Btw Patrick, I've never seen a photo of an early race that clearly shows a small mirror fitted and am a little sceptical in that respect. Even so I fitted one to my sports modified T because they're pretty cool and 'could' have been fitted in period so why not!

    Enjoying the thread, cheers

  7. #37
    Senior Member patrick911's Avatar
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    The chassis is almost ready for blasting and priming, so in preparation for the build up phase, which is a few months away, Iím trying to establish what suspension, wheels and brakes need to go on, and then search and purchase those required parts.
    Again, the intention here is to share the information that I collected over the last couple of years from various sources, and keep it in a single RSR related topic.

    Wheels
    The RSRs in 1973 had the extended flares front and back and were fitted with one piece forged aluminium 9x15Ē Fuchs wheels in the front and 11x15Ē Fuchs wheels at the rear. Nowadays these are very hard to find and very expensive due to their rarity.
    I had no choice but to go with replica wheels (for now). The biggest problem with them is the outside extra lip that the original doesnít have and the fact theyíre not one piece forged.
    It bothers me, and it identifies the car as a replica right away, so eventually I will buy something better.

    But before I could buy a set of wheels, I needed to understand what offsets the originals had, as the whole suspension, brake, (shortened) trailing arms and wheel setup for my project should be matching that of the original í73 RSR.

    The factory RSR had 9Ē et+3 on the front (911 361 020 03), where the +3 refers to a 3mm offset (et = einpress tiefe) toward the inboard (chassis) side from the centre of the wheel. For the rear the RSRs were fitted with 11Ē et -27 wheels, where the centre of the wheel is 27mm to the outboard (curb) side compared to the centre.

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    The Braid replica Fuchs wheels that I wanted have almost the same offset, the only difference is that the offset for the 9Ē front wheels is -3 instead of +3, so in effect these are six millimetres closer to the guard.
    Reading through a lot of various RSR replica build projects, this is what I found regarding safe clearances (elsewhere here on the forum):

    - For the tightest inner clearance in front on a 9", you could run a 9" et+18 with no spacer.
    - For the tightest outer clearance in front on a 9", run a 9" et-5.
    - For the tightest inner clearance rear on 11", you could run a 11" et+10 with no spacer.
    - For the tightest outer clearance in rear on 11", run a 11" et-32.

    Iím sure the poster would have tested this, but I havenít yet for my car, so in case I find this incorrect, Iíll update this post to keep the data correct.

    I would say that when in doubt, take a wheel with a more positive offset because you can always use spacers whereas with a too negative value you will hit the guards and there no easy fix for that.

    But for building a true RSR replica the solution is clear; 9x15 +3 up front and 11x15 -27 in the rear with Michelin TB tires all around and shortened trailing arms.

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  8. #38
    Senior Member patrick911's Avatar
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    Tires:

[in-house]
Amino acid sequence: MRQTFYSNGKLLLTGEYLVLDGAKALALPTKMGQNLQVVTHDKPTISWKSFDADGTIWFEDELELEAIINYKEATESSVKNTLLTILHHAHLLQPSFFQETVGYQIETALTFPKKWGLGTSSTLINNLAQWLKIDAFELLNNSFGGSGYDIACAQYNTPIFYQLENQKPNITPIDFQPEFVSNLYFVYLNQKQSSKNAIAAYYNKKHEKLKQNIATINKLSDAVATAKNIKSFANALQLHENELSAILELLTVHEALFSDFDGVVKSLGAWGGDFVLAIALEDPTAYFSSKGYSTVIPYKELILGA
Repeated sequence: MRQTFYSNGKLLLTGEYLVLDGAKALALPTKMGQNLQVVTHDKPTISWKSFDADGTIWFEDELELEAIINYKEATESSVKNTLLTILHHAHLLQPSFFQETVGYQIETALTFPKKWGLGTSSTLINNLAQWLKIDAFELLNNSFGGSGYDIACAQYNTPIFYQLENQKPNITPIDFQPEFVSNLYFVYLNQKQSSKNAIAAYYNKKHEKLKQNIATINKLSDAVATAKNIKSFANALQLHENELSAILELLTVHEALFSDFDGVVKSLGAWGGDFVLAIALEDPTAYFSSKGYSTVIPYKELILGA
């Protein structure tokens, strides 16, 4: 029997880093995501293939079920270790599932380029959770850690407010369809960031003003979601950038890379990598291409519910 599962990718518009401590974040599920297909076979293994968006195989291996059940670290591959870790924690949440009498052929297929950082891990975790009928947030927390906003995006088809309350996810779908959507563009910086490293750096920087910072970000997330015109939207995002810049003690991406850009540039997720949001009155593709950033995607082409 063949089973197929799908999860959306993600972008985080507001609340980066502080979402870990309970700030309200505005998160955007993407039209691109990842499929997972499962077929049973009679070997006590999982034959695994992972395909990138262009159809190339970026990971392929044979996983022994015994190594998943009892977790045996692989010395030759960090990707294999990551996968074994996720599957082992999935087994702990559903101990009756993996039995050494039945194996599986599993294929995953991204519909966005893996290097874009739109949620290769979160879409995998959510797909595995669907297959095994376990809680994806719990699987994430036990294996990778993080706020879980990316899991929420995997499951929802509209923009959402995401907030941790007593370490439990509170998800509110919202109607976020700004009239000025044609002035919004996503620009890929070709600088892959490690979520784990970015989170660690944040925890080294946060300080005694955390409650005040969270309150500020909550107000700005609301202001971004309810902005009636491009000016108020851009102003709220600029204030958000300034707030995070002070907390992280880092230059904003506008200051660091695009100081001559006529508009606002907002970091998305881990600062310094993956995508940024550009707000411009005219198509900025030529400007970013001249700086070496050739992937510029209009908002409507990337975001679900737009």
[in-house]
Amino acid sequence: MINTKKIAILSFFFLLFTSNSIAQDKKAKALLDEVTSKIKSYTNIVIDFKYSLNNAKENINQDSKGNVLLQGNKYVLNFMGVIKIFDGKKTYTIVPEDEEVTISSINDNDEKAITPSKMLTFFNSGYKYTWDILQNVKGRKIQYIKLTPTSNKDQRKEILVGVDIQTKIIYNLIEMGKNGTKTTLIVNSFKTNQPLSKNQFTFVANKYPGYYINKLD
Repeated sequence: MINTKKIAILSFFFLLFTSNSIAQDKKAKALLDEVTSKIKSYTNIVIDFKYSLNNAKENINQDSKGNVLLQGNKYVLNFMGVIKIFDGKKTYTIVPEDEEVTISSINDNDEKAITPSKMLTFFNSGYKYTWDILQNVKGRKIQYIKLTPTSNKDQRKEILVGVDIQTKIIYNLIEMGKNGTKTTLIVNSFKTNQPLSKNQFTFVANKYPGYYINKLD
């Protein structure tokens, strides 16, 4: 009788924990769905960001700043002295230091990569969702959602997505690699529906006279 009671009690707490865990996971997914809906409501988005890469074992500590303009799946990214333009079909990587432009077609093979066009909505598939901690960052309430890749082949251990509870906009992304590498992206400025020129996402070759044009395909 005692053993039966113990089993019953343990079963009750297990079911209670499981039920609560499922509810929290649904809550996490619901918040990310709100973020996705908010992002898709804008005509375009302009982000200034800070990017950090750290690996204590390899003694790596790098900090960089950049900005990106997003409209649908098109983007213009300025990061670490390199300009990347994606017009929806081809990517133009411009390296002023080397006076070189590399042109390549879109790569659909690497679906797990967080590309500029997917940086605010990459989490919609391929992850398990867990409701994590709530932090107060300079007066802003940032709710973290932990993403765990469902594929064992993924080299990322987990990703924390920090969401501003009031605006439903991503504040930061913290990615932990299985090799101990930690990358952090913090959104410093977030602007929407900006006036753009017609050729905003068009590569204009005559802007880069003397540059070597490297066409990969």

Tires for the racing cars were – contrary to popular belief that they were Michelin TB15s – Dunlop Racing tires 230/600 – 15 CR88 in front and 260/600 – 15CR88 in the back. (road test document from 1973). I do however love the look of the Michelin TB15s, so there’s no doubt that those will go on my car. Other than that, I don’t believe Dunlop racing tires are road legal and are no longer made.

    Norbert Singer’s notes on R6 at the Targa Florio however show R6 being shod with 245/575-15 Dunlop slicks on the front and 290/575-15 on the rear.

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    Question then is, what size rubber needs to go on if those Dunlops are not an option?

    For the front I’ve seen various sizes being mentioned.
    The Michelin website indicates 23/62 – 15TB15s, but various forums indicate those don’t fit and should be used for the rear of an ST only. They seem to be rubbing the guards when steering, which is something you don’t want obviously.
    Harvey Weidman, Mike Moore and others here on the forum indicated in related topics that the 18/60-15 (215/55) tires are the way to go on a 9” front wheel for the RSR, which is what I will do too.

    For the rear wheels, most people specify the 26/61 -15 TB15 (295/40) tires, but there’s also mention of the 23/62-15 (270/45) as well.
    Comparing the rolling distance of the two tires, is looks as if the larger rear wheel is the better match with the front.
    (source: https://classic.michelin.com/en/Comp...-range/TB-15):

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    I'll hold off buying these until the car is closer to completion, but it feels good to have this already prepared.
    Last edited by patrick911; 07-25-2019 at 05:20 PM. Reason: spelling

  9. #39
    Senior Member patrick911's Avatar
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    related to the other topic in general info on 'belly pan dimples'.
    Without shutz/tar on both sides, they are open which obviously can't remain that way. My metal worker has welded them shut, and will leave the welds visible.

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    I love the unfinished look and it sort of makes sense to me that they wouldn't have cared back in '73 to clean/wirebrush the welds,
    but does anyone know what it really looks like on a real RSR?

  10. #40
    Pirelli makes a nice tire (P7 Corsa Classic) that will fit your car.
    They are used by tarmac rally cars nowadays.

    https://www.pirelli.com/tyres/en-ww/...-corsa-classic

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    Last edited by skinnerd; 07-31-2019 at 10:44 PM.
    -Doug
    1973 911E
    1971 914